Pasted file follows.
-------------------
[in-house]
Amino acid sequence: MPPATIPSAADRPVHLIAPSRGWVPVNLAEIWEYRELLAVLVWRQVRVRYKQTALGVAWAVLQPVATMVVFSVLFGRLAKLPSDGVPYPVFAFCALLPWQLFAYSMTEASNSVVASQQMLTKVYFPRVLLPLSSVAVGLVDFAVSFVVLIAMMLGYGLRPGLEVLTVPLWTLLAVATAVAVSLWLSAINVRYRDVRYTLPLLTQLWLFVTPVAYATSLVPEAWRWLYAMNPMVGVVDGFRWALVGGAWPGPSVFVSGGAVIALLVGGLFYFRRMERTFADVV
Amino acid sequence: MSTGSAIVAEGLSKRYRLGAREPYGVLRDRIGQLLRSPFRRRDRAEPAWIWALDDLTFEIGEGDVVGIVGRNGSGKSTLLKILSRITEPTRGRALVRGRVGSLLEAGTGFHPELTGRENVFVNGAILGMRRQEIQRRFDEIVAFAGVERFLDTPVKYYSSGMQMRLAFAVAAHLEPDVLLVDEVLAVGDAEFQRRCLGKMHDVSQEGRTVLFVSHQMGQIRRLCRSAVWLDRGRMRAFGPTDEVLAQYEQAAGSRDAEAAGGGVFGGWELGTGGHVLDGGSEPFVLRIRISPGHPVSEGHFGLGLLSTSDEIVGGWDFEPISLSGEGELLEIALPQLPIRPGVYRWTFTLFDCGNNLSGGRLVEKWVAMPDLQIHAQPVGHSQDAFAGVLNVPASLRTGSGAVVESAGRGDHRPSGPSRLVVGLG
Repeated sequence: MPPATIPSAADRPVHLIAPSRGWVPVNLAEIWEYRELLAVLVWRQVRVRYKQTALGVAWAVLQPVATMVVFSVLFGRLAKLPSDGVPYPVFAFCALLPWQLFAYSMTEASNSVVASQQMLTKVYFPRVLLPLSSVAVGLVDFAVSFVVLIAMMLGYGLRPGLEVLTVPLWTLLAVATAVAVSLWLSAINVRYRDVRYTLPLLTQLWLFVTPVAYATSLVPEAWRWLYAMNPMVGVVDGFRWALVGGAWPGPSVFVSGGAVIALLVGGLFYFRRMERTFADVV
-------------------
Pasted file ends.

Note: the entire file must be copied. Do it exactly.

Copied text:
[in-house]
Amino acid sequence: MPPATIPSAADRPVHLIAPSRGWVPVNLAEIWEYRELLAVLVWRQVRVRYKQTALGVAWAVLQPVATMVVFSVLFGRLAKLPSDGVPYPVFAFCALLPWQLFAYSMTEASNSVVASQQMLTKVYFPRVLLPLSSVAVGLVDFAVSFVVLIAMMLGYGLRPGLEVLTVPLWTLLAVATAVAVSLWLSAINVRYRDVRYTLPLLTQLWLFVTPVAYATSLVPEAWRWLYAMNPMVGVVDGFRWALVGGAWPGPSVFVSGGAVIALLVGGLFYFRRMERTFADVV
Amino acid sequence: MSTGSAIVAEGLSKRYRLGAREPYGVLRDRIGQLLRSPFRRRDRAEPAWIWALDDLTFEIGEGDVVGIVGRNGSGKSTLLKILSRITEPTRGRALVRGRVGSLLEAGTGFHPELTGRENVFVNGAILGMRRQEIQRRFDEIVAFAGVERFLDTPVKYYSSGMQMRLAFAVAAHLEPDVLLVDEVLAVGDAEFQRRCLGKMHDVSQEGRTVLFVSHQMGQIRRLCRSAVWLDRGRMRAFGPTDEVLAQYEQAAGSRDAEAAGGGVFGGWELGTGGHVLDGGSEPFVLRIRISPGHPVSEGHFGLGLLSTSDEIVGGWDFEPISLSGEGELLEIALPQLPIRPGVYRWTFTLFDCGNNLSGGRLVEKWVAMPDLQIHAQPVGHSQDAFAGVLNVPASLRTGSGAVVESAGRGDHRPSGPSRLVVGLG
Repeated sequence: MPPATIPSAADRPVHLIAPSRGWVPVNLAEIWEYRELLAVLVWRQVRVRYKQTALGVAWAVLQPVATMVVFSVLFGRLAKLPSDGVPYPVFAFCALLPWQLFAYSMTEASNSVVASQQMLTKVYFPRVLLPLSSVAVGLVDFAVSFVVLIAMMLGYGLRPGLEVLTVPLWTLLAVATAVAVSLWLSAINVRYRDVRYTLPLLTQLWLFVTPVAYATSLVPEAWRWLYAMNPMVGVVDGFRWALVGGAWPGPSVFVSGGAVIALLVGGLFYFRRMERTFADVV